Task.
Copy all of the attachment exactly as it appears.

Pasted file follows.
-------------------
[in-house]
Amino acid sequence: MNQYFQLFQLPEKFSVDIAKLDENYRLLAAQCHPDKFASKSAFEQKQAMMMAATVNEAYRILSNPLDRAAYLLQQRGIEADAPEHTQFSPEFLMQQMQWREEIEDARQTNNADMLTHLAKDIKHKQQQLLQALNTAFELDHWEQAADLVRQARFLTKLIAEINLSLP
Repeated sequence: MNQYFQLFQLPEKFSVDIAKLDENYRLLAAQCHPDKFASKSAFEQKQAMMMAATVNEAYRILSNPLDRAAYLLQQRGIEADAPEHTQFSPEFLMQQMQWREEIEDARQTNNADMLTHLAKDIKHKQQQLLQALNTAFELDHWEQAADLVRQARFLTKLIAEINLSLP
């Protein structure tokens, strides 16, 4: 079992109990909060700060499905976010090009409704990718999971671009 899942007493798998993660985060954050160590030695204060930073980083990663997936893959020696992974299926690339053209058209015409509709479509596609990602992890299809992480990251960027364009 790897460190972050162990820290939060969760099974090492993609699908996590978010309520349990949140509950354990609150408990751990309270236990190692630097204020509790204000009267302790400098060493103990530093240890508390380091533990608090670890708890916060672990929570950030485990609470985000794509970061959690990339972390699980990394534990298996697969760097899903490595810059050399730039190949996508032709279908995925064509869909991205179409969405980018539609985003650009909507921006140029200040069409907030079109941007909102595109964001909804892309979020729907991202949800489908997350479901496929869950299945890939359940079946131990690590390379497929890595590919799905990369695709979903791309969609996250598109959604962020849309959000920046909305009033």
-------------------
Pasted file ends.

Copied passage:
[in-house]
Amino acid sequence: MNQYFQLFQLPEKFSVDIAKLDENYRLLAAQCHPDKFASKSAFEQKQAMMMAATVNEAYRILSNPLDRAAYLLQQRGIEADAPEHTQFSPEFLMQQMQWREEIEDARQTNNADMLTHLAKDIKHKQQQLLQALNTAFELDHWEQAADLVRQARFLTKLIAEINLSLP
Repeated sequence: MNQYFQLFQLPEKFSVDIAKLDENYRLLAAQCHPDKFASKSAFEQKQAMMMAATVNEAYRILSNPLDRAAYLLQQRGIEADAPEHTQFSPEFLMQQMQWREEIEDARQTNNADMLTHLAKDIKHKQQQLLQALNTAFELDHWEQAADLVRQARFLTKLIAEINLSLP
């Protein structure tokens, strides 16, 4: 079992109990909060700060499905976010090009409704990718999971671009 899942007493798998993660985060954050160590030695204060930073980083990663997936893959020696992974299926690339053209058209015409509709479509596609990602992890299809992480990251960027364009 790897460190972050162990820290939060969760099974090492993609699908996590978010309520349990949140509950354990609150408990751990309270236990190692630097204020509790204000009267302790400098060493103990530093240890508390380091533990608090670890708890916060672990929570950030485990609470985000794509970061959690990339972390699980990394534990298996697969760097899903490595810059050399730039190949996508032709279908995925064509869909991205179409969405980018539609985003650009909507921006140029200040069409907030079109941007909102595109964001909804892309979020729907991202949800489908997350479901496929869950299945890939359940079946131990690590390379497929890595590919799905990369695709979903791309969609996250598109959604962020849309959000920046909305009033």